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The Spectacle of Japanese American TraumaRacial Performativity and World War II$
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Emily Roxworthy

Print publication date: 2008

Print ISBN-13: 9780824832209

Published to Hawaii Scholarship Online: November 2016

DOI: 10.21313/hawaii/9780824832209.001.0001

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Transnational Theatre at the Tule Lake Segregation Center

Transnational Theatre at the Tule Lake Segregation Center

Chapter:
(p.148) Chapter 5 Transnational Theatre at the Tule Lake Segregation Center
Source:
The Spectacle of Japanese American Trauma
Author(s):

Emily Roxworthy

Publisher:
University of Hawai'i Press
DOI:10.21313/hawaii/9780824832209.003.0006

This chapter uncovers the transnational performing arts (theatre, dance, and music) of internees at the “other” California relocation center, Tule Lake, which served from 1943 to 1946 as a segregation center for Japanese Americans deemed especially “disloyal” to the United States and loyal to Japan. Manzanar and Tule Lake are generally understood to have very different, even diametrically opposed, histories of internee compliance and resistance, but closer examination of the performance histories of Manzanar and Tule Lake reveal the nuanced and similar ways that internees “talked back” to theatricalized stereotypes about Japanese culture, the spectacularization of Asian American assimilation, and the scrutinization of Japanese American loyalty. Significantly, these transnational performing artists rejected the myth of performative citizenship outright by denying that the enactment of either Japanese or American culture necessarily correlated with their loyalty to either nation.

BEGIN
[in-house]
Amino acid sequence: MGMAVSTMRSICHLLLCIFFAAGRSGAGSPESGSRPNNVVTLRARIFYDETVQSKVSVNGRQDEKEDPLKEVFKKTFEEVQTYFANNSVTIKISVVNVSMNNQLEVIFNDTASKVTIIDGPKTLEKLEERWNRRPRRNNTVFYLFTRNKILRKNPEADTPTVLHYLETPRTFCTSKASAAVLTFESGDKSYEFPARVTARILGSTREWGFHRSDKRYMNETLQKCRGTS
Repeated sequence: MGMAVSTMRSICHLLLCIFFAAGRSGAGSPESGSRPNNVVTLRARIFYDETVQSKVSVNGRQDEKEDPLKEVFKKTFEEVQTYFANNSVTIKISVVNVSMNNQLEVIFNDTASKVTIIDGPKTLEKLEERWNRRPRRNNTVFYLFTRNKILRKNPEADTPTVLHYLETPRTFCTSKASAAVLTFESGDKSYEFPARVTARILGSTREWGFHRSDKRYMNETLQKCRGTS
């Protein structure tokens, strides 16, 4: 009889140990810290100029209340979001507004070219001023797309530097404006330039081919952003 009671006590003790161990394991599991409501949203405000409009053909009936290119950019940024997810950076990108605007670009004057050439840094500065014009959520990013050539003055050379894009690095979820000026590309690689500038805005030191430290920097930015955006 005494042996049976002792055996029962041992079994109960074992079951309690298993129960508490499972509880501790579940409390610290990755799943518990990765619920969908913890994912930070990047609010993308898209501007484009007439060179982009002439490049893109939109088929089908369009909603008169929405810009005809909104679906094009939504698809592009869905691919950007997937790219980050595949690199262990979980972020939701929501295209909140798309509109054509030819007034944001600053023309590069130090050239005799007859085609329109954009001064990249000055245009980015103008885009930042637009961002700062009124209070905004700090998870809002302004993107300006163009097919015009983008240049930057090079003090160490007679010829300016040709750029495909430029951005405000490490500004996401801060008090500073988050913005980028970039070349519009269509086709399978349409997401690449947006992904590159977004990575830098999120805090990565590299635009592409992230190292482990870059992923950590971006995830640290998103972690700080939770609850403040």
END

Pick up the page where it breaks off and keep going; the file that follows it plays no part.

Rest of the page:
Keywords:   Japanese Americans, internment, internees, transnational performing arts, performative citizenship

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